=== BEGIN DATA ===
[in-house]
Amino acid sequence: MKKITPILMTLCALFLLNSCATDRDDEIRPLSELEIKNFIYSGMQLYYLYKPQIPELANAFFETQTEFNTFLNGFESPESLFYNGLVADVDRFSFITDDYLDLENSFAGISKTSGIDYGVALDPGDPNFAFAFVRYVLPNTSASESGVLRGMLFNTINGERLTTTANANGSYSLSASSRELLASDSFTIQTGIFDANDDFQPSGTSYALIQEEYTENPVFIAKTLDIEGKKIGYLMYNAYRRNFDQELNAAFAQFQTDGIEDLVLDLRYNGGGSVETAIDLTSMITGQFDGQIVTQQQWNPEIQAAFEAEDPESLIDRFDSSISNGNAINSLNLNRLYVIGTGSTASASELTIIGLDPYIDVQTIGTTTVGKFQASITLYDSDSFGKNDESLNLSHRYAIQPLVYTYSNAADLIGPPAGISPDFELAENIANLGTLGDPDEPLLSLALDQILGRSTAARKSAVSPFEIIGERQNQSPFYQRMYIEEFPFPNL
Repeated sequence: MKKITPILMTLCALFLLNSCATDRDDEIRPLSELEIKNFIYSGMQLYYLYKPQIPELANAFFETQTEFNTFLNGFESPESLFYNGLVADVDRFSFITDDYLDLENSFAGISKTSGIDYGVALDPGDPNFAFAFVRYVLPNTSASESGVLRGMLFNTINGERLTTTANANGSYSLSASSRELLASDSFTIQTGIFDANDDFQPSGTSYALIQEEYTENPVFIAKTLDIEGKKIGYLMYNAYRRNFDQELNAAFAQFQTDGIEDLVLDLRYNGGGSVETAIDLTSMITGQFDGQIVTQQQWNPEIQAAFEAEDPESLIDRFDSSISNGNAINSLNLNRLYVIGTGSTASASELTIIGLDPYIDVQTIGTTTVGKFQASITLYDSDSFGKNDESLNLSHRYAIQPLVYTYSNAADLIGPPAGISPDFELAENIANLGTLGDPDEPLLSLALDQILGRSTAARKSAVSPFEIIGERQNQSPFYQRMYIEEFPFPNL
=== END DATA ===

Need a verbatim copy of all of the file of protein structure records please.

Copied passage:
[in-house]
Amino acid sequence: MKKITPILMTLCALFLLNSCATDRDDEIRPLSELEIKNFIYSGMQLYYLYKPQIPELANAFFETQTEFNTFLNGFESPESLFYNGLVADVDRFSFITDDYLDLENSFAGISKTSGIDYGVALDPGDPNFAFAFVRYVLPNTSASESGVLRGMLFNTINGERLTTTANANGSYSLSASSRELLASDSFTIQTGIFDANDDFQPSGTSYALIQEEYTENPVFIAKTLDIEGKKIGYLMYNAYRRNFDQELNAAFAQFQTDGIEDLVLDLRYNGGGSVETAIDLTSMITGQFDGQIVTQQQWNPEIQAAFEAEDPESLIDRFDSSISNGNAINSLNLNRLYVIGTGSTASASELTIIGLDPYIDVQTIGTTTVGKFQASITLYDSDSFGKNDESLNLSHRYAIQPLVYTYSNAADLIGPPAGISPDFELAENIANLGTLGDPDEPLLSLALDQILGRSTAARKSAVSPFEIIGERQNQSPFYQRMYIEEFPFPNL
Repeated sequence: MKKITPILMTLCALFLLNSCATDRDDEIRPLSELEIKNFIYSGMQLYYLYKPQIPELANAFFETQTEFNTFLNGFESPESLFYNGLVADVDRFSFITDDYLDLENSFAGISKTSGIDYGVALDPGDPNFAFAFVRYVLPNTSASESGVLRGMLFNTINGERLTTTANANGSYSLSASSRELLASDSFTIQTGIFDANDDFQPSGTSYALIQEEYTENPVFIAKTLDIEGKKIGYLMYNAYRRNFDQELNAAFAQFQTDGIEDLVLDLRYNGGGSVETAIDLTSMITGQFDGQIVTQQQWNPEIQAAFEAEDPESLIDRFDSSISNGNAINSLNLNRLYVIGTGSTASASELTIIGLDPYIDVQTIGTTTVGKFQASITLYDSDSFGKNDESLNLSHRYAIQPLVYTYSNAADLIGPPAGISPDFELAENIANLGTLGDPDEPLLSLALDQILGRSTAARKSAVSPFEIIGERQNQSPFYQRMYIEEFPFPNL